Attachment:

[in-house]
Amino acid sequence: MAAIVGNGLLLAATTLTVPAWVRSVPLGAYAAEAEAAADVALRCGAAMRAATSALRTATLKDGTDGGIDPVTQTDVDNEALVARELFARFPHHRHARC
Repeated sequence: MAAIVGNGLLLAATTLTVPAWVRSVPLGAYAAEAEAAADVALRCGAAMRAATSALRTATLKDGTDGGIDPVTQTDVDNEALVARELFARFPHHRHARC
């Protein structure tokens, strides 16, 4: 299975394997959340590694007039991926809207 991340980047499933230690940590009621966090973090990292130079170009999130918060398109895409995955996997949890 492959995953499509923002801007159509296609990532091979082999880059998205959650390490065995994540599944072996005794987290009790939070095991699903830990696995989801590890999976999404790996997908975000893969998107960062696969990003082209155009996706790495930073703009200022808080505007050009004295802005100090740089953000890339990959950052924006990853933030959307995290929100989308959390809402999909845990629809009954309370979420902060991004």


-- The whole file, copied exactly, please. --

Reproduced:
[in-house]
Amino acid sequence: MAAIVGNGLLLAATTLTVPAWVRSVPLGAYAAEAEAAADVALRCGAAMRAATSALRTATLKDGTDGGIDPVTQTDVDNEALVARELFARFPHHRHARC
Repeated sequence: MAAIVGNGLLLAATTLTVPAWVRSVPLGAYAAEAEAAADVALRCGAAMRAATSALRTATLKDGTDGGIDPVTQTDVDNEALVARELFARFPHHRHARC
């Protein structure tokens, strides 16, 4: 299975394997959340590694007039991926809207 991340980047499933230690940590009621966090973090990292130079170009999130918060398109895409995955996997949890 492959995953499509923002801007159509296609990532091979082999880059998205959650390490065995994540599944072996005794987290009790939070095991699903830990696995989801590890999976999404790996997908975000893969998107960062696969990003082209155009996706790495930073703009200022808080505007050009004295802005100090740089953000890339990959950052924006990853933030959307995290929100989308959390809402999909845990629809009954309370979420902060991004």